|Él / Ella / Usted||Vivía||Caminaba||Bebía|
|Ellos / Ustedes||Vivían||Caminaban||Bebían|
We’ve simplified the table so you can see the distinct differences between IR/ER verbs (which have the same endings in the Spanish imperfect past tense) and AR verbs (which have a different form).
Take a look to see the differences:
|Subject pronoun||IR / ER suffix||AR suffix|
|Él / Ella / Usted||ía||aba|
|Ellos / Ustedes||ían||aban|
Did you notice how the IR/ER suffixes differ from the AR suffixes? Both IR and ER verbs use the ía suffixes, whereas the AR verbs use an aba termination.
Spanish present perfect tense
We know what you’re thinking — isn’t this blog supposed to be for past tense Spanish verbs? Yes, you’re right.
The Spanish present perfect (also known as the preterito perfecto) is a past tense that is used for actions that are relevant in the present but began in the past.
Here are a few examples to help you understand this better:
He hecho la compra y colgado la ropa.
¡Hemos visto lo que nos habías comprado para Navidad!
¿Habías vivido en Andalucía cinco años? ¡Que guay!
In each of these actions, the event has not finished. In fact, the event is still continuing in the present moment, but began in the past. This is why the Spanish present perfect tense is used.
But how is the Spanish present perfect tense formed? Keep reading
How to form the Spanish present perfect tense
There’s a simple way to use the Spanish present perfect tense. You’ll need to remember the verb haber, and conjugate it in the present tense. You’ll then combine this with the past participle of the main verb. The formula is:
Haber (auxiliary) + past participle
Here’s how to conjugate the verb haber, which forms the first part of your sentence:
|Subject pronoun||Haber (present)|
|Él / Ella / Usted||Ha|
|Ellos / Ustedes||Han|
Now, about that past participle part. You’re going to need to follow the conjugated verb haber with the past participle of your main verb. The past participle is a verb that ends in -ado, -ido after you remove the infinitive ending to conjugate it.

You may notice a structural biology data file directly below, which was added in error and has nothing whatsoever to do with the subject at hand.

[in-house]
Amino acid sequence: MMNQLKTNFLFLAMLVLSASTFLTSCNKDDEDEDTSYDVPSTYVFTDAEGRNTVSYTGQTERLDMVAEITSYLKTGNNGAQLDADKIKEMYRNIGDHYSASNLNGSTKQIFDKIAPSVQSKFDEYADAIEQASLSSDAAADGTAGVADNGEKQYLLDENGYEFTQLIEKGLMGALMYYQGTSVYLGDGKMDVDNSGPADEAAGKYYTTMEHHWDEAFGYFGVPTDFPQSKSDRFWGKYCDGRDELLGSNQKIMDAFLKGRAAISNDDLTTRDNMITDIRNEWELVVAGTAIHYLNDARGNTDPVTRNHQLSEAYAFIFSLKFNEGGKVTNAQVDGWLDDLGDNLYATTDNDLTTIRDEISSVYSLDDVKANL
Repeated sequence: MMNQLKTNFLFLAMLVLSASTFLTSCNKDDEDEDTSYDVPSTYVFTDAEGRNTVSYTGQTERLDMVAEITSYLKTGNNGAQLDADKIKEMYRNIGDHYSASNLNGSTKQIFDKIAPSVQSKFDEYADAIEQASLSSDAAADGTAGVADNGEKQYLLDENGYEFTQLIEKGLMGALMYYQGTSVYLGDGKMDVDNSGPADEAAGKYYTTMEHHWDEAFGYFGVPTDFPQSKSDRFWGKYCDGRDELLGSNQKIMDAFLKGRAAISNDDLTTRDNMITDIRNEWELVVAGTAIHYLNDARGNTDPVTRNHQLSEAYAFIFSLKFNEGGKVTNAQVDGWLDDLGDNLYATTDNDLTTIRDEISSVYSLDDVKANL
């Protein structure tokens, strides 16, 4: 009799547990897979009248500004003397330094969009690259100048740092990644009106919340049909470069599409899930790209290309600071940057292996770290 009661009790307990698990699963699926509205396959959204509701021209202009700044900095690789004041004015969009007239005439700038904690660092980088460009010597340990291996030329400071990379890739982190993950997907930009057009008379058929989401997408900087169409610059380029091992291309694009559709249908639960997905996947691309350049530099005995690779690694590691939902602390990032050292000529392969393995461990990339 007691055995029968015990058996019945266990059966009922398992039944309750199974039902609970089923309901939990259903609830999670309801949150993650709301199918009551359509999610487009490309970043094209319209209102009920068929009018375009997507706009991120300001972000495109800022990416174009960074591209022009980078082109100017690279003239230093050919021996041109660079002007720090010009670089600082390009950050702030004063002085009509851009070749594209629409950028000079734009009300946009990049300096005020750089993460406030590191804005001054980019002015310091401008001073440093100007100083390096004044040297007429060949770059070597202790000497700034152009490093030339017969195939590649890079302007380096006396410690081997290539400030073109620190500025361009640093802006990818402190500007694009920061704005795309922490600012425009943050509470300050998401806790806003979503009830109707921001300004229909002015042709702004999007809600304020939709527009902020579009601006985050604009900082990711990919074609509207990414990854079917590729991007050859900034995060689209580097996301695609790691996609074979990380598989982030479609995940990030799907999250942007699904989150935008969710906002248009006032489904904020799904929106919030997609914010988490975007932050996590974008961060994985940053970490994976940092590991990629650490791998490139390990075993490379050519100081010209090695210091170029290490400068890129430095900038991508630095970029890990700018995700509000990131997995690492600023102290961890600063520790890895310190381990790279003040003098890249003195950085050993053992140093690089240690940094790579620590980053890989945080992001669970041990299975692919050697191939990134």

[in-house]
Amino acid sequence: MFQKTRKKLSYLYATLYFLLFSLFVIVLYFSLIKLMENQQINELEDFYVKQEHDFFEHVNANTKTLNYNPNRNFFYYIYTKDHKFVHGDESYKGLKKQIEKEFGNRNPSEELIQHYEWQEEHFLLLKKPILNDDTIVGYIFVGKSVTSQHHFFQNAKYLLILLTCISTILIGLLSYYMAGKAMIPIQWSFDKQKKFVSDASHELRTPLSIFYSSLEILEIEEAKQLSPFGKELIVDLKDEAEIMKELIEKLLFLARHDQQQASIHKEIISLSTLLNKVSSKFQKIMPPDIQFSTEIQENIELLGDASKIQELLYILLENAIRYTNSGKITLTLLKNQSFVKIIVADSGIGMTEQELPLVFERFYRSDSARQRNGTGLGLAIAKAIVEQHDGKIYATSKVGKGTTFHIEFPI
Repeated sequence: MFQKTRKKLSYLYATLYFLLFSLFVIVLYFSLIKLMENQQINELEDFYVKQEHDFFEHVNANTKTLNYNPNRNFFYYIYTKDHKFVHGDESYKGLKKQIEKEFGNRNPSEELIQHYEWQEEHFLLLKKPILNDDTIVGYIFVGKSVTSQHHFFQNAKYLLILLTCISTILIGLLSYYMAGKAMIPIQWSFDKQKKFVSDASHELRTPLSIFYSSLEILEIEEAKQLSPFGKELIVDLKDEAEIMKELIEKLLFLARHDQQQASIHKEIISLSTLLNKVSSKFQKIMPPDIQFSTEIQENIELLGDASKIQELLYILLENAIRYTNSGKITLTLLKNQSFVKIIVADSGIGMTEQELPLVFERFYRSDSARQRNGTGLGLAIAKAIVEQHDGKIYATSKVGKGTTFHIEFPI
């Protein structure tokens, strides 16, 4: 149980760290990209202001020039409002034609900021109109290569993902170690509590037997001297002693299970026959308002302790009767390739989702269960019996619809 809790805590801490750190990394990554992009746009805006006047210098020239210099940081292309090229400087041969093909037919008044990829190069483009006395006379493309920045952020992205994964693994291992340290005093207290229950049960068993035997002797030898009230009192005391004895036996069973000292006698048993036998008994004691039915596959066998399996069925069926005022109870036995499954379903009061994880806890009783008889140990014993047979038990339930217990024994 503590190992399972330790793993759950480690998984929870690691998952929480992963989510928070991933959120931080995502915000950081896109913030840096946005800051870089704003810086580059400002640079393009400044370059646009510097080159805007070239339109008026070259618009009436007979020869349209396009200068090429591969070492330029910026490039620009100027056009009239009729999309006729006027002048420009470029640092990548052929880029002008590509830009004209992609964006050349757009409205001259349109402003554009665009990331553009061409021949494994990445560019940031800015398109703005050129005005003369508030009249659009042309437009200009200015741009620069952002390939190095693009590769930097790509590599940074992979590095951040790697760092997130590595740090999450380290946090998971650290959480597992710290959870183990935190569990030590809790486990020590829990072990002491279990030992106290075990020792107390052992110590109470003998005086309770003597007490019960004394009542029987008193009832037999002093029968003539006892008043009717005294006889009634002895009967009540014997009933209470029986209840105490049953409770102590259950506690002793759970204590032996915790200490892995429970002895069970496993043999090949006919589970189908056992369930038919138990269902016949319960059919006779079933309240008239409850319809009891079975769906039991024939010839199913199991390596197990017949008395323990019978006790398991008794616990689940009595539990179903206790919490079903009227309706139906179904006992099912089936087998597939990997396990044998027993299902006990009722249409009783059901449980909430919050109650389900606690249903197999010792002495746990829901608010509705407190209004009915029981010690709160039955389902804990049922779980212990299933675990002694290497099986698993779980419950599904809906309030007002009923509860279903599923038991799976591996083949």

Cocinado, comprado, vivido… these are all verbs that are in the past participle form.
So, if you wanted to say ‘I’ve bought a house’, in Spanish, you’d need to say:
¡He comprado una casa!
Spanish past perfect tense
That just leaves us with the Spanish past perfect or pluscuamperfecto. So, what is it used for?
The Spanish past perfect is used to describe actions that have occurred before another action in the past. Let’s look at an example to better understand this.
Se habían olvidado de darle propina al camarero antes de irse.
In this example, one action takes place in the past before another action in the past. The action of forgetting took place before the diners had left. This is indicated by the pluscuamperfecto, or the Spanish past perfect tense.
Here are a couple more examples of this for you:
El accidente había ocurrido antes de que el conductor cumpló treinta años.
Se habían cortado el pelo antes de que fueron a la fiesta.
Él había quedado sin gasolina antes de que salió.
How to form the Spanish past perfect tense
To form the Spanish past perfect tense, you’re going to have to conjugate the verb haber in the imperfect past tense and add the main verb to the sentence in its participle form.
Here’s how to conjugate haber in the imperfect past tense:
|Subject pronoun||Haber (imperfect past)|
|Él / Ella / Usted||Había|
|Ellos / Ustedes||Habían|
Don’t forget the participle part, though.
As with the Spanish present perfect, the main or action verb should take the participle form (which is where you’ll need to add -ido or -ado to the end of the main verb).
So, if you wanted to say ‘Before I left, I had left my keys at home, you would say:
Antes de irme, había dejado mis llaves en casa.
Continue practicing to get it right!
It’s over to you! The Spanish past tense is not easy, and you won’t get it without practice.
It’s common if you’re just beginning to mix up fui and fue. It’s easy to confuse the usted and ustedes forms of conjugated verbs in the past tense. But verb drills are important as they’ll help you gain confidence with any conjugation.
Add a few writing exercises to your practice and you’ll get there in no time!
Continue practicing and you’ll get there.
Are there any other tips you want to share for becoming a master of the Spanish past tenses?
Share them with us in the comments!